Will Rogers Memorial Celebration

National Convention & Will Rogers Memorial Celebration, 1940 (printed circa 2010). (Courtesy of Steve Rider Collection / April 23, 2014)

John Steinbeck called it "the mother road," the same stretch of highway the novelist sent his long-suffering Joad family hurtling west in "The Grapes of Wrath." Jack Kerouac knew the same strip of asphalt just as intimately, once writing that "the road is life," urging a credo of "Live, travel, adventure, bless, and don't be sorry."

Route 66 could leave that kind of mark on travelers. The road went in two directions between Chicago and Los Angeles, but its legacy remains its role in opening up the west to 20th-century America. It's a story of society and culture told through a collection of 250 artifacts in the exhibition "Route 66: The Road and the Romance," now at the Autry National Center of the American West through Jan. 4, 2015.

"Route 66 took on a life of its own," says Jeffrey Richardson, a curator at the Autry who traveled across the country to gather items both famous and obscure, aiming to find a balance of social history, pop culture and high art. "It's not just a simple highway."

There are no museums dedicated to Interstate 5 or the 118. Route 66 has several, with generations of devotees and obsessive collectors striving to preserve its history decades after its role as the main artery stretching from the Midwest to the West Coast was overtaken by the interstate highway system. There was a popular TV series in the '60s and a song called "(Get Your Kicks on) Route 66", first recorded by the Nat King Cole Trio in 1946: "If you ever plan to motor west, travel my way / take the highway that is best / Get your kicks on Route 66."

Among the exhibit's most precious artifacts is the original manuscript of "On the Road," which Kerouac typed as a single 120-foot-long paragraph on a scroll of tracing paper, on display in Los Angeles for the first time. There is also a section dedicated to "The Grapes of Wrath," including an oversized page from Steinbeck's original manuscript, just a sampling of the 200,000 words he wrote by hand.

Nearby are photographs by Horace Bristol, who accompanied Steinbeck on his first trip to the migrant work camps, and whose photographs captured the faces that would later inspire characters in the novel. On display is one of Bristol's cameras, a 1930s Rolliflex, and John Ford's Academy Award statuette for best director in the film adaptation of the novel.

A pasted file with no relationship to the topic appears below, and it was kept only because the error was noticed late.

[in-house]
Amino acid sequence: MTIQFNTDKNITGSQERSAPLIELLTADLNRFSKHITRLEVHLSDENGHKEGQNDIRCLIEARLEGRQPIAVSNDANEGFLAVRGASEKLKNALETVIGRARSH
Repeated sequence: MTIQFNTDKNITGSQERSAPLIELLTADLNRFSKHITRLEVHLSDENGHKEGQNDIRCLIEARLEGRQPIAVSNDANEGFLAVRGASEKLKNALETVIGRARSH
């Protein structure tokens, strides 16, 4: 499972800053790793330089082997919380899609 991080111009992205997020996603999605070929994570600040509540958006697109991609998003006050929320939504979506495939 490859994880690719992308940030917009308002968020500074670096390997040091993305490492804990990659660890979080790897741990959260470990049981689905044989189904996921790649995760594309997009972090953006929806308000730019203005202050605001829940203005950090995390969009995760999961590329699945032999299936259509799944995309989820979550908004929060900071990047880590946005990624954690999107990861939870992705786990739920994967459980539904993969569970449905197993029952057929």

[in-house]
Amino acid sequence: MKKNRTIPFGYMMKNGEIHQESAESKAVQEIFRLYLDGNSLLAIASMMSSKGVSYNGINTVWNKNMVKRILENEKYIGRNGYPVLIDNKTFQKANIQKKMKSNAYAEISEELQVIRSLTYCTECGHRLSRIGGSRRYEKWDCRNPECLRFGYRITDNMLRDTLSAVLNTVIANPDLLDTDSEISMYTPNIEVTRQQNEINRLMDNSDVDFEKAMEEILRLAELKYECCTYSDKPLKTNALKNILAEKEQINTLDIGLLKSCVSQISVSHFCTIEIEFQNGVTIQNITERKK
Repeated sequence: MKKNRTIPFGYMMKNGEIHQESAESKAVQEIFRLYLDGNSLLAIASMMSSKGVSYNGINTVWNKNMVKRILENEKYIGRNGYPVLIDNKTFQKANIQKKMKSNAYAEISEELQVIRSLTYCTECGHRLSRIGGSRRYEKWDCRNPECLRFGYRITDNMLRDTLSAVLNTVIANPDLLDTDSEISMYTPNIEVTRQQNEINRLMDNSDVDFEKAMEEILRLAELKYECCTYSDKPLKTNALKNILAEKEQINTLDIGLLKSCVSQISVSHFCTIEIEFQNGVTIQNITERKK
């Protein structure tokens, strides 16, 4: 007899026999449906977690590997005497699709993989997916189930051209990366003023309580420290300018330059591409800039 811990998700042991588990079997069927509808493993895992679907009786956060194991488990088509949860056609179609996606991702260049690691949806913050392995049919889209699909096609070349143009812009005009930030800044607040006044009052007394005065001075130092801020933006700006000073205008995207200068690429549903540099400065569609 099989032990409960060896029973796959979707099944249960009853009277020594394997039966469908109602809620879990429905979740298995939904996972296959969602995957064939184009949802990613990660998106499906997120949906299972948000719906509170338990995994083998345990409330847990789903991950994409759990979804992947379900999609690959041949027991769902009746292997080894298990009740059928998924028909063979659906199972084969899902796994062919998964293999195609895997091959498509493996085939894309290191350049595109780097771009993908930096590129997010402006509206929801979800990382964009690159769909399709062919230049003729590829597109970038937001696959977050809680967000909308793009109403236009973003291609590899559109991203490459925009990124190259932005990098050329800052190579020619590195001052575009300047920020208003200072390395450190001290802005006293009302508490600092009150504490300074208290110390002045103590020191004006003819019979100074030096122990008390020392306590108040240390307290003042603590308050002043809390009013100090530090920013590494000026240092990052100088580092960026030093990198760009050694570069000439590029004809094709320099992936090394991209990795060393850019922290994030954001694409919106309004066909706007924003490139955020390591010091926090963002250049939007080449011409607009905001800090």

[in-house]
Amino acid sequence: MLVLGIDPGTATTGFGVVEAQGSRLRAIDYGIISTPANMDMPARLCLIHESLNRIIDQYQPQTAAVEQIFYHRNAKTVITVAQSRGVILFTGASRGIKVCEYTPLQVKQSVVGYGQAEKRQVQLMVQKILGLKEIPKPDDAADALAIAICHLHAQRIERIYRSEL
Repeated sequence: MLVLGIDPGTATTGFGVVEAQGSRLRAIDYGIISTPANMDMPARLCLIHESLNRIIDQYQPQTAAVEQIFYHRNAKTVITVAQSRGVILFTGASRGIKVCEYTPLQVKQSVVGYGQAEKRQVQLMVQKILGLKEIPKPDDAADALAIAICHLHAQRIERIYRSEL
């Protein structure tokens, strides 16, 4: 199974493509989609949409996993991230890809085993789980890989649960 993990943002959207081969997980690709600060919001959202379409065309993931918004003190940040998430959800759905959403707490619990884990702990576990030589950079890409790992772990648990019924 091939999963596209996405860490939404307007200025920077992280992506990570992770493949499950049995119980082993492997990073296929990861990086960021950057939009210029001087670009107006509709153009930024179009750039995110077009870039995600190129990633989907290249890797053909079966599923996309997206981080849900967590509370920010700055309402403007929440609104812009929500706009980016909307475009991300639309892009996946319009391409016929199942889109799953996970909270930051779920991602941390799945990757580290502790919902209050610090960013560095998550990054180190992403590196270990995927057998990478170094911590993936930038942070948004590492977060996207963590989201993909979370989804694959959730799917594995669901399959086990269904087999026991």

There is also film footage of the devastating Dust Bowl crisis of the 1930s, turning farmland dry and useless, as families fled west. Elsewhere is "Boomtown," a vivid 1928 painting from Thomas Hart Benton, as oil rigs tower above a small town populated by men in cowboy hats. Right beside it at the Autry stands tall a 1927 Texaco gas pump and a pristine four-cylinder engine from a Model T Ford.

"This is a topic that could easily get away from you," says Richardson. "It could be too nostalgic and at the same time too critical. It took us a few years of developing it before we felt we had a narrative that made sense."

At the gallery entrance is a huge blowup of a vintage postcard that shows a dirt road winding through a hilly, rural landscape, as three Model Ts roll along "Federal Highway 66" in Rolla, Mo. There is also a gleaming white 1960 Corvette parked beneath an old neon sign reading Western Motel — No Vacancy" from Venice, Calif.

In matching glass cases are two acoustic guitars that once belonged to travelin' folk icon Woody Guthrie and singing cowboy Roy Rogers. The two singers couldn't be more different in style and temperament, but both instruments show wear from heavy use and travel. Nearby stand a pair of Rogers' flamboyant cowboy boots, with silver tips and red roses carved into the leather. There's also an original Guthrie drawing he called "Some Drunks Run Up," showing travelers singing happily outdoors.

Traveling the hard road was a recurring theme during the Depression and post-war years, shown again in a painting by Benton's onetime pupil Jackson Pollock — years before his drip-painting fame — in a 1930s landscape "Going West."

On the wall is Dorothea Lange's famous photograph of a migrant mother with her three small children, all looking fatigued in tattered clothes. It hangs beside a1936 painting by Alexandre Hogue called "Erosion 2, Mother Earth Laid Bare," a landscape where fertile farmland is transformed into desert, the remaining hills and dunes cut to resemble a woman in collapse.

There is a corner dedicated to the making of Disney's animated film "Cars," with original drawings and models, at least partly inspired by stops along Route 66. There are ancient maps and kitschy souvenirs from Disneyland and McDonalds.

Near a life-sized portrait of President Eisenhower, a sign explains that his creation of the interstate highway system had the effect of diminishing Route 66 as new highways and freeways bypassed the old roadway. Communities that once thrived along the route slowly faded out. In 1999, the Route 66 Corridor Preservation Act began to reverse the decay.

Regardless of its physical condition, the original Route 66 continues to represent something essential about the American psyche. As Kerouac wrote, "There was nowhere to go but everywhere, so just keep on rolling under the stars."

What: “Route 66: The Road and the Romance”

Where: Autry National Center of the American West, Griffith Park, Los Angeles.

When: Tuesday through Sunday through Jan. 4, 2015.

More info: (323) 667-2000, theautry.org

-

steve.appleford@latimes.com